"Like Airy Blue, PANTONE 18-1630 Dusty Cedar gives a nod to the PANTONE Color of the Year 2016, Rose Quartz.
[Dusty Cedar is] a fall and winter version of the Pinks we’re used to seeing in spring. [It is a] dustier rose-toned Pink shade with some complexity [that] exudes warmth and welcome."
This dusty rose has a wonderfully old fashioned feel to is. I chose stones that maybe aren't as well known in the jewelry world. The first is a stone with a little bit of interesting controversy surrounding it.
Andesine-Labradorite/Red Feldspar: "Andesine-labradorite" came onto the gem scene in 2003, so it is a relative newcomer. It is typically a reddish orange color, along with traces of green and yellow with a faint metallic luster known as labradorescence. The problem with andesine-labradorite is that it was originally sold without disclosing it's true origins and that it was color enhanced. The gemstone was presented as being from South America's Andes Mountains (hence the name 'andesine'). Later it was discovered that it was not actually a new mineral called 'andesine', but actually color-enhanced 'labradorite'. The name 'andesine' was very misleading. In an attempt to correct the problem, 'andesine' was later hyphenated to 'andesine-labradorite'. The trade name is widely used, but it is also referred to as just 'andesine', 'red labradorite', 'Congo sunstone', and 'red feldspar'.
The second stone that I chose is not controversial, but it is also a relative newcomer. Rhodochrosite was first described in 1813, but wasn't introduced to the market until around 1940. It was named the state mineral of Colorado in 2002. Rhodochrostie is a softer stone and you will usually see it carved, made into beads, or cut into a cabochon.
"PANTONE 18-5845 Lush Meadow brings to mind fresh botanicals and foliage. [It is evocative of] rich and elegant, vibrant and sophisticated. This shade displays a brightness, panache and depth of color that elevates it from more natural greens [adding even more] elegance woven through this season’s collections."
My immediate thought when I saw this color was malachite. It's rich green tones are perfectly lush and full of life. Malachite is frequently cut into large stones and beads so don't be afraid to go big with a statement piece! The second stone that I chose is a classic green tourmaline. It is a stone that is easy to find and even a small tourmaline will create a pleasing pop of color. The reason that I chose tourmaline over emerald is essentially for the reason that is a more affordable stone in this color, though if price is no concern then emerald would also be a lovely representative!
"PANTONE 14-0952 Spicy Mustard is an exotic addition that bounces elegantly off other colors in the palette. [It] adds another splash of uplifting vibrancy; a spicier, zestier Yellow than previous seasons"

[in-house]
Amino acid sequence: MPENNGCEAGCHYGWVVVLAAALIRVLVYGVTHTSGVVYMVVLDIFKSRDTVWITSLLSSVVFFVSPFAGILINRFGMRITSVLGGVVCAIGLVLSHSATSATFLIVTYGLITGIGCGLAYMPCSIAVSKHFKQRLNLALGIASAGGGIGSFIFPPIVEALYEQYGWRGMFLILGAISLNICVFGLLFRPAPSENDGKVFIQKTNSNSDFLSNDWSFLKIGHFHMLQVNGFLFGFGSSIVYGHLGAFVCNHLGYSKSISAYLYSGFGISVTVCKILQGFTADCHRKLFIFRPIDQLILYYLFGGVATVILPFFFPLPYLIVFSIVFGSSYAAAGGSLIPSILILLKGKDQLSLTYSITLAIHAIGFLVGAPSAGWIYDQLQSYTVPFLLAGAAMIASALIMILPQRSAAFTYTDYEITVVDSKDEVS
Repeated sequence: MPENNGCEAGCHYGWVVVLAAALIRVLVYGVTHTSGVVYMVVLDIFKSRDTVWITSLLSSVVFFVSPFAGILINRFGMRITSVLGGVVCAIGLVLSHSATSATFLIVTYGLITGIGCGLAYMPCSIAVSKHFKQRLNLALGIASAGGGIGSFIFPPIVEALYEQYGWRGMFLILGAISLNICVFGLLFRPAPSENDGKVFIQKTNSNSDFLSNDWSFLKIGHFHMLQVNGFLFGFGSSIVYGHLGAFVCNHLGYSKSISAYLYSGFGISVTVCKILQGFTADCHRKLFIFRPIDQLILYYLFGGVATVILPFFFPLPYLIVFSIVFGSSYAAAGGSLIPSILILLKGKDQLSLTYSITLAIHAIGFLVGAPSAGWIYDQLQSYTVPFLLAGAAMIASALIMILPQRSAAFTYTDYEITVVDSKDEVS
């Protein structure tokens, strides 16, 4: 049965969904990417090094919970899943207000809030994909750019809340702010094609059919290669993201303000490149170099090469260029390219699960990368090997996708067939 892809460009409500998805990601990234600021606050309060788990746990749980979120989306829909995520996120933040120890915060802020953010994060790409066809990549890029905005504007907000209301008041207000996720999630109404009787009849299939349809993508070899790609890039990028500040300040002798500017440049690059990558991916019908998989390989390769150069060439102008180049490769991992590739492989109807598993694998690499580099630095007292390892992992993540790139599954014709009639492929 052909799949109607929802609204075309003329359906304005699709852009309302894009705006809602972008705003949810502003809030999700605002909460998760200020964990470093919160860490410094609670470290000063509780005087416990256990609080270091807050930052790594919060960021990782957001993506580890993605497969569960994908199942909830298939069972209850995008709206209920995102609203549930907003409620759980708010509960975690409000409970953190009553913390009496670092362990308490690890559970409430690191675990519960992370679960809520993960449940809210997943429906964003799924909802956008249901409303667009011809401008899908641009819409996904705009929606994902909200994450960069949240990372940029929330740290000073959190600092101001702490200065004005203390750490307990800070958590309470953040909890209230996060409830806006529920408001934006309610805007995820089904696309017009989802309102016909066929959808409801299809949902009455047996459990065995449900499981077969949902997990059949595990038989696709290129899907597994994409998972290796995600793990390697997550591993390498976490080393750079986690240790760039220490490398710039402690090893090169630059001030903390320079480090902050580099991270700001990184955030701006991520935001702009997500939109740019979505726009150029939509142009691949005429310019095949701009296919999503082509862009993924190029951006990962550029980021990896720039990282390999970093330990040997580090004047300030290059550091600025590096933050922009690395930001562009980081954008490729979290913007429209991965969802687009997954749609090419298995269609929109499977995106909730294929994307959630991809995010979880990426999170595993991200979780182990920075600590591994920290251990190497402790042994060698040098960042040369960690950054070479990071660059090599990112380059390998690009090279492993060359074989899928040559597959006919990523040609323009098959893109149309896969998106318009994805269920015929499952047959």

I am absolutely envious of anyone that can wear mustard colored clothing (a color that looks awful on me)! On the bright side you don't have to be able to wear mustard well to indulge in these spice inspired gemstones! I've gone with an inviting golden beryl as my first choice. Second up is the more unusual rutilated quartz which contains beautiful (often golden) rutile needles. Rutilated quartz is one of the few gemstones desirable because of its inclusions! My third choice is a vibrant sapphire. The yellow-orange color will really stand out on a gray day.
"PANTONE 18-1340 Potter’s Clay has an added degree of sophistication and layering. [It possesses] elements of russet. Orange in its undertones, gives a grounded feeling that’s anything but flat. [It is a] neutral earth tone; expected for fall and winter palette [possessing] real substance; a strong foundation."
One of my favorite gemstones leads the charge in this color. Hessonite garnet is a wonderful choice to bring in the warm tone for fall. In fact this member of the grossularite garnet group has earned it the nickname cinnamon stone. Hessonite also has one of my favorite observable internal characteristics. When viewed under magnification the stone exhibits a "scotch-in-water" or "heat wave" effect cause by tiny included crystals crowded together to create a swirling effect. For those of you that are in the go big or go home category I would suggest carnelian agate. The stone still has the warm cinnamon tone but with less cost and larger sizes.
"PANTONE 17-3240 Bodacious speaks to the gender fluidity we continue to see. [Bodacious] lends itself to vibrant color combinations [that are] unexpected in fall. [The color is] versatile; can be used with Pinks and Reds. [The] bright, rich Purple, with hints of a more sophisticated Pink."
This bright fun color can bring a smile to your face and a bounce to your step! The first gemstone I chose is rhodolite garnet. Rhodolite is a mix of pyrope and almandine garnet. It gets its name from the Greek word, "rhodon", meaning "rose colored". The second stone that I chose is cheerful bright pink sapphire. This flirty color will get you through the gloomy days for sure!